Nasal Congestion Remedies For Cold, Allergy And Sinus Relief

By Ashley Henshaw. May 7th 2016

Though the common cold is typically no major threat to your health, it does come along with a variety of uncomfortable symptoms that can interfere with your daily life. Among those, nasal congestion can be one of the most unpleasant and aggravating side effects of a cold. In this article, explore how nasal congestion occurs and the best ways to treat it effectively.

What is Nasal Congestion?

When most people get the common cold, they have a runny nose and often the mucus from their nose becomes thicker. However, contrary to popular belief, it isn't the additional, thicker mucus that causes nasal congestion. In fact, in most cases the congestion stems from swelling in the tissues lining the nasal passages. This swelling comes from blood vessels that have become inflamed in reaction to the cold.

Although a cold is the most common cause of nasal congestion, the flu, a sinus infection or allergies may cause this condition. Despite it being a generally harmless side effect, nasal congestion can interfere with hearing or sleep patterns. In babies and small children, nasal congestion can potentially interfere with breastfeeding or speech development if the condition does not go away within a reasonable period of time.

Ways to Treat Nasal Congestion

Nasal congestion generally goes away on its own within a week, but there are several things you can do to either speed up that recovery or to lessen the symptoms of this condition. Those remedies include:

  • Use a humidifier: Although some people think that drying out their nasal passages will help with a runny nose, it actually makes nasal congestion worse since it causes more tissue irritation. Use a humidifier or a vaporizer to keep your nasal passages moist. You can also breathe in steam from a pot on the stove or take a long, hot shower. The moist air prevents your nasal passages from becoming more irritated and helps reduce the swelling.
  • Drink lots of fluids: Because the mucus gets thicker with nasal congestion, you should drink plenty of fluids to help thin out the mucus. This also prevents the sinuses and nasal passages from becoming more blocked up and irritated. Water, broth, hot tea and juice are all good choices for this category. Avoid coffee, soda and alcohol, as these will cause you to become dehydrated and may worsen the irritation in your nasal passages.
  • Use a saline nasal spray: Regular salt water can work wonders on your nasal congestion. Simply spray this into your nose and it will help keep your nasal passages moist. It may also be helpful to use saline water in a neti pot or other device to flush out the nasal passages when they feel congested.
  • Lie down on an angle: Prop yourself up slightly when you lie down to go to sleep at night. The angle will help drain your nasal passages more effectively and will make it easier to breathe and fall asleep.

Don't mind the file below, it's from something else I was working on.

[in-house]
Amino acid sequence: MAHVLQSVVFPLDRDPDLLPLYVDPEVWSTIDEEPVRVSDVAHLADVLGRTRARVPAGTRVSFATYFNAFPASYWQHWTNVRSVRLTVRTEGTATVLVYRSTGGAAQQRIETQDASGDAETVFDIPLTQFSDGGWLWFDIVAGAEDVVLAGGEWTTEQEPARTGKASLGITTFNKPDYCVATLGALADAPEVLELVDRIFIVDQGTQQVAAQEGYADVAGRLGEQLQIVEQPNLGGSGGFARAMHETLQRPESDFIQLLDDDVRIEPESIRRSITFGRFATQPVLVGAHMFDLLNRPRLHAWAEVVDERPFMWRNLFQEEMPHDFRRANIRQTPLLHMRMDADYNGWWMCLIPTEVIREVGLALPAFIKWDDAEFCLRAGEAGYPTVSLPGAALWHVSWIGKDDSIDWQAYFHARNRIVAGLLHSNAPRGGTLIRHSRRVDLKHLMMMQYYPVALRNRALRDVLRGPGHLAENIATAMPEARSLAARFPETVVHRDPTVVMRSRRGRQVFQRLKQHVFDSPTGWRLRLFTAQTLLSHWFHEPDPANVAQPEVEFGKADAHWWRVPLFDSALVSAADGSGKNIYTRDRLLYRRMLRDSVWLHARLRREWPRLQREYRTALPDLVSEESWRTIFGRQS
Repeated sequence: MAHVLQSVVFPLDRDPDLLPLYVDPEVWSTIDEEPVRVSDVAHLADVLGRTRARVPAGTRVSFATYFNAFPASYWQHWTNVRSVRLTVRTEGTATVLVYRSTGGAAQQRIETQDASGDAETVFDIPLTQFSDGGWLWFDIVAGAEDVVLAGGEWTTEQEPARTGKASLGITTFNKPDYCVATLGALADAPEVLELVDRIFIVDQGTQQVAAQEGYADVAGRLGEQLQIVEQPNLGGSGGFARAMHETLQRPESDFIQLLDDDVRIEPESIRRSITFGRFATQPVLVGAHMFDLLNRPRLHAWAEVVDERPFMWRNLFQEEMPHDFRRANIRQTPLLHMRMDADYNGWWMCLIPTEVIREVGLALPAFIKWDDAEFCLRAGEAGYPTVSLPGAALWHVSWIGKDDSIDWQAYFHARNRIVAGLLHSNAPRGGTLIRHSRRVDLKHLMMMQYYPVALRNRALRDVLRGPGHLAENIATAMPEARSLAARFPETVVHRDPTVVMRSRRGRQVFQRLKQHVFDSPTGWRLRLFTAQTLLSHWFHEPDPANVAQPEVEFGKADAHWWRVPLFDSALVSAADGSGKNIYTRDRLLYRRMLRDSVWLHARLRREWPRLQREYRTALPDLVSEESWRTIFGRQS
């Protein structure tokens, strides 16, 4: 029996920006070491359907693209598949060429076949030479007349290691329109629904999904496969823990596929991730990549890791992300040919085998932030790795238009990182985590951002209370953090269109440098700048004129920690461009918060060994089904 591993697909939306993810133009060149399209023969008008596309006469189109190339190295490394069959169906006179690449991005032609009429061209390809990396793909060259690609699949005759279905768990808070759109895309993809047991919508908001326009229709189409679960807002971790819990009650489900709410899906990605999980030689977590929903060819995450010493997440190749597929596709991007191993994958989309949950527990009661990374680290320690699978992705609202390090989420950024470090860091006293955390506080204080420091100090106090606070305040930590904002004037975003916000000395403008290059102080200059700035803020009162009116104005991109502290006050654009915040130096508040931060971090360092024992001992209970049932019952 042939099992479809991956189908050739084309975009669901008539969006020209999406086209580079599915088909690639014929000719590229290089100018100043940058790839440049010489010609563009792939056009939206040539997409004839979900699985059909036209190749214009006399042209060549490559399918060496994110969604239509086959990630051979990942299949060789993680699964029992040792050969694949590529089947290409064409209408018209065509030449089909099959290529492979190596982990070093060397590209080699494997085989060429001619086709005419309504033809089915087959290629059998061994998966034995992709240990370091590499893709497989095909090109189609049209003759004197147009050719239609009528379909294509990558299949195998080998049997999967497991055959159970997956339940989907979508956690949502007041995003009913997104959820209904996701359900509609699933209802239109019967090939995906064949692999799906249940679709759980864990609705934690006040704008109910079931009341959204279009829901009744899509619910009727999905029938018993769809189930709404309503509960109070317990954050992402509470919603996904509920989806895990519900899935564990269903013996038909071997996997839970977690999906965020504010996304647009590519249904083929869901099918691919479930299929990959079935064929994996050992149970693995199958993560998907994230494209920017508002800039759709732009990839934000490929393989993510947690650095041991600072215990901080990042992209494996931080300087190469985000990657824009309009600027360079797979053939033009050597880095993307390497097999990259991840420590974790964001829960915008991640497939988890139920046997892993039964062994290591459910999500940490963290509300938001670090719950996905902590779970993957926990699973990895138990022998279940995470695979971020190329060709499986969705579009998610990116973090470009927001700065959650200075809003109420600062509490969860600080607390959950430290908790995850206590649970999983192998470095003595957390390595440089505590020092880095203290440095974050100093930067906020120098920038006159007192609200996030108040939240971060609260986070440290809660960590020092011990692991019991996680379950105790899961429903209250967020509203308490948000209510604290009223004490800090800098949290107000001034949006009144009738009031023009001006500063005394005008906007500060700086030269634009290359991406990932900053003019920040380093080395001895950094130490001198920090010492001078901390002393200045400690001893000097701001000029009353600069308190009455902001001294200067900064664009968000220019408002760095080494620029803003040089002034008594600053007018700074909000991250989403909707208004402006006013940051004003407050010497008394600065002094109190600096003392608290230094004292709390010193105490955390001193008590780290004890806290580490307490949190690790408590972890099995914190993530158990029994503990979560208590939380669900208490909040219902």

• Take over-the-counter drugs: Many OTC medications are available to help treat nasal congestion. Decongestants are helpful for clearing up stuffiness and reducing swelling in the nasal passages. You can also take antihistamines or other allergy medications if your nasal congestion is a result of allergies or hay fever. If you are also experiencing sinus pressure along with your congestion, consider taking an OTC painkiller like Tylenol or Advil.

If you continue to have nasal congestion after a week or two, see a doctor immediately since this is an indication that your symptoms are likely the result of something more serious than the common cold. Furthermore, if you experience blurred vision, throat pain, sever coughing episodes or swelling in your forehead or cheeks along with your congestion, see a doctor right away; these may be indications of a more serious condition.

Treatments to Avoid

Although there are plenty of cold and nasal congestion remedies available, you should be aware of a couple of treatments that are not effective for most cases of nasal congestion. The first is antibiotics. Remember that the common cold is a virus, so antibiotics (which are intended to kill bacteria) are typically ineffective for treating colds or nasal congestion. Plus, using antibiotics when it's unnecessary could potentially lead your body to foster antibiotic-resistant bacteria, which could be dangerous down the road.

Next, it's important to remember that over-the-counter medications are not suitable for everyone suffering from nasal congestion. The same cold medications that adults use could potentially be harmful to children, so make sure that you do not give these medications to children under four. If your child is a little older than that, it's still a good idea to ask your doctor before administering medication to a young child since the side effects of these medications in older children is still unknown in many cases.


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